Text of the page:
Councilman Bob Curwen, the driving force behind dissolving the port authority, countered that the port authority is ineffective and the state legislation could jeopardize Homeland Security money if the port authority was placed under the state.
City Attorney Mark Anastasi was on hand to make sure the Ordinance Committee executed all the legal niceties, a signal that Mayor Bill Finch so far wants to move forward with disbanding the port authority. Finch first wants to make sure, however, that such a move doesn’t create unforeseen problems for the city such as jeopardizing state revenues. Anastasi also encouraged a public hearing for June 22 to provide ample time for public notice.
Danny Martinez, an Ordinance Committee member, urged caution saying the city must filter all the facts before abolishing the agency. He was the lone committee member to vote against the ordinance.
Councilman Bob Troll Walsh, not a member of the committee, who used his privilege as a councilman to speak (as did several of his peers), ripped into the city’s lobbying firm. He also, in a light moment, admitted that this was one of the few times he was in concert with Anastasi and the administration. He urged abolishing the port authority. “The port authority keeps the money in their own little coffee cans,” he said.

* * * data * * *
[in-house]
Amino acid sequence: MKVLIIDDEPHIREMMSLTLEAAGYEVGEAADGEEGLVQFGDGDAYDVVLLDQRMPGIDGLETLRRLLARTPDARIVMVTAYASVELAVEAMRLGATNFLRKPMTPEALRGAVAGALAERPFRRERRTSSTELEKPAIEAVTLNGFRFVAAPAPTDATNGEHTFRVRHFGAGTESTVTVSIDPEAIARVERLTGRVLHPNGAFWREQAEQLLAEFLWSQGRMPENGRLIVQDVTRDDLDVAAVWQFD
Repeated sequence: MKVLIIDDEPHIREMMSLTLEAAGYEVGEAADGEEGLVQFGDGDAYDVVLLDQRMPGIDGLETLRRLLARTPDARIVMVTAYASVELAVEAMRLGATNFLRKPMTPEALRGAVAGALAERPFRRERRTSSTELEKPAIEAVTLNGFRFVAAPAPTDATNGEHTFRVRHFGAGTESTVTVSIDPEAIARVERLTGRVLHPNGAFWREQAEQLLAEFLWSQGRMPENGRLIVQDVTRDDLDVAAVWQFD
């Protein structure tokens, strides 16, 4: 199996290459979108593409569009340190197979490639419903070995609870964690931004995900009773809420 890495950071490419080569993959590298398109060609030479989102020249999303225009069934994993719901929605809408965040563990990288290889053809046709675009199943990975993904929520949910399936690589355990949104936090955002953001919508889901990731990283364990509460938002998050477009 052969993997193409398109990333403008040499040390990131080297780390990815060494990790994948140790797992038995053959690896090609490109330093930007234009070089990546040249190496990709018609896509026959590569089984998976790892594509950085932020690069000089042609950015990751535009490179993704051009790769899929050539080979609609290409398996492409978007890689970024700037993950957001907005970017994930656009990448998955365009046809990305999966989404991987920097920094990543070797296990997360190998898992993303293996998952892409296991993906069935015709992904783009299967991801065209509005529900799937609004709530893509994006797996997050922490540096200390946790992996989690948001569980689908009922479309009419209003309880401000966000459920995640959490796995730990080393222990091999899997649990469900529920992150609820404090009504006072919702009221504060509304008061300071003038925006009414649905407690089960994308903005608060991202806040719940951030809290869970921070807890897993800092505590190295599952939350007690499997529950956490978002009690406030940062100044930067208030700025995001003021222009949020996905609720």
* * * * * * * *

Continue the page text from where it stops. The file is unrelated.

City Council President Tom McCarthy called the state legislation a “last minute power grab by the state.” He to, urged the committee to vote to dissolve the port authority, as did Councilwoman Sue Brannelly of Black Rock who added the caveat: “Are we going to lose money if we don’t have a port authority?”
Well, that’s what administration officials are trying to figure out. What impact does this move have financially if the full council votes to abolish the port authority? The city is trying to buy some time from the governor until it’s all figured out.
State Sen. Ed Gomes, whose record on truth telling is about as good as it gets, also attended the council committee session. Ed voted for the state legislation in question and echoed the sentiments of the city’s legislative delegation: this thing was slipped in at the last minute and they weren’t told the whole story.
That’s what lobbyists are paid to do unless, of course, they have a hidden financial agenda.
(By the way, when you’re done here check out my related blog at the Connecticut Post, blog.ctnews.com/grimaldi/2009/06/16/lobbying-with-two-forks/
News release from Auden Grogins
GOVERNOR’S BUDGET CUTS GO TO HEART OF CHILDREN’S PROGRAMS: LIBRARIES AND MUSEUMS
Speaker Donovan, Rep. Auden Grogins To Hold Informational Forum At Black Rock Library in Bridgeport
Speaker of the House Christopher G. Donovan (D-Meriden), Representative Auden Grogins (D-Bridgeport), and area legislators will hold an informational forum to raise public awareness concerning the devastating impact of the Governor’s proposed budget cuts to children’s educational resources through libraries and museums.
Among the topics that will be discussed are:
— Beardsley Zoo
— Discovery Museum
— Maritime Museum
— Public library programs
WHAT: Informational Forum on Governor’s Proposed Budget Cuts to Museums & Libraries
WHEN: Thursday, June 18
WHERE: Black Rock Library, 2705 Fairfield Avenue, Bridgeport
TIME: 7:30 pm